Child support is typically based on a spouse’s income…but not all the money that a spouse happens to receive counts as “income.”
For instance, an ex-wife in Minnesota owned 20 percent of a family corporation. When she and her husband divorced, she got custody of their three children and the husband was ordered to pay child support.
Later, the corporation decided to distribute a large amount of funds to the owners so they could transfer them to a new business entity that would lend money to the corporation. As a result, the wife received $2.7 million in distributions, and immediately transferred them to the new entity.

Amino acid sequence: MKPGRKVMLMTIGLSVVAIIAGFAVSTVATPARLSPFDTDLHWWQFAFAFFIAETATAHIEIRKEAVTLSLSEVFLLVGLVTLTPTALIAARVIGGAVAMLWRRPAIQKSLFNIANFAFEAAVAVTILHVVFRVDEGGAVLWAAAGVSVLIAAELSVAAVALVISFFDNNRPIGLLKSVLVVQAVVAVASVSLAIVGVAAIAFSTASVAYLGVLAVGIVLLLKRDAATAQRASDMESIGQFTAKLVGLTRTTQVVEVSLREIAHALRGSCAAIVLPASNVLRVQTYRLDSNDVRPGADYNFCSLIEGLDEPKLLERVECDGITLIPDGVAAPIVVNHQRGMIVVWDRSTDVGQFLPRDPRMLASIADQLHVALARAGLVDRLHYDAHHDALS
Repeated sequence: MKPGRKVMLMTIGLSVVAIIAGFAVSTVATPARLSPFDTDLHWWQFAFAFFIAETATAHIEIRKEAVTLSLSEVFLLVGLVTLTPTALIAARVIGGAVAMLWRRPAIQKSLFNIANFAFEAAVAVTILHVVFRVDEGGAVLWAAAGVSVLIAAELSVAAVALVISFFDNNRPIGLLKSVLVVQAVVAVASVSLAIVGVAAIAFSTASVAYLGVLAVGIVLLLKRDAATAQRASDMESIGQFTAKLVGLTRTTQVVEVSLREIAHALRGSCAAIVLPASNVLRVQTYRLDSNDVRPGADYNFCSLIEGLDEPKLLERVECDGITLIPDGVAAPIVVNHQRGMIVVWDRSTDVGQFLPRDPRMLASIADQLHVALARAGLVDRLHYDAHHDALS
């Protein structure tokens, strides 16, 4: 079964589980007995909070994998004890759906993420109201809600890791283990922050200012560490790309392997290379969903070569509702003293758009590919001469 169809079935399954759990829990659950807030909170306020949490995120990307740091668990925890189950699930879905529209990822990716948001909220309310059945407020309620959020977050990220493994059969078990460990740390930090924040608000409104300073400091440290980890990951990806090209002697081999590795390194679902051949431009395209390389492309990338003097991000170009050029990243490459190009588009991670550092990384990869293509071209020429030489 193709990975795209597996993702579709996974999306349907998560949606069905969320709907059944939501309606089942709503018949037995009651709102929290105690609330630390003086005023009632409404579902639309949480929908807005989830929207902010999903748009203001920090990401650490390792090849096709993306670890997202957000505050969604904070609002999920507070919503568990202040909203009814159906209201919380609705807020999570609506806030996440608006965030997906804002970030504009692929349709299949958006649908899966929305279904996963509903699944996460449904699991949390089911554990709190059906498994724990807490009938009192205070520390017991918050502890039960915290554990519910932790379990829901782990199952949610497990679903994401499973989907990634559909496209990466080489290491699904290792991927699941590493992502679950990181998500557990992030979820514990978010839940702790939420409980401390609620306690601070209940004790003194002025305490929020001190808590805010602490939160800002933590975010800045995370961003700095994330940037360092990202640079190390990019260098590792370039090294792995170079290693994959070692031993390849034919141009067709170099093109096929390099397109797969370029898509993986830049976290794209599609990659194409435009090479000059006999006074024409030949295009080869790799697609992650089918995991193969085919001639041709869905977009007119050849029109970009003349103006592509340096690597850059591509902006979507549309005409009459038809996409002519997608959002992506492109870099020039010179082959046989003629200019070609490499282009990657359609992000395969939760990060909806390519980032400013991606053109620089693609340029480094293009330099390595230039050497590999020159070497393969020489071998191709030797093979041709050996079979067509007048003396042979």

The husband argued that this was “income” to the wife, and since she had so much income, he shouldn’t have to pay as much in child support.
But the Minnesota Court of Appeals said that because the wife was merely re-investing the funds instead of pocketing them, they shouldn’t be treated as income.
In another case, an unemployed man in Illinois was living off assets he’d been awarded in his divorce. He apparently put the assets into a savings account, and withdrew $8,500 each month to cover his living expenses.
When a judge had to decide how much he owed in child support, the judge classified the withdrawals as “income,” and ordered the father to pay $2,000 a month in child support.
But on appeal, the Illinois Supreme Court sided with the father. It said the money in the account already belonged to him, and so withdrawing it did not represent any new gain or benefit.
Instead, the court said, the father’s child support obligations should be based on the needs of his children and his ability to pay.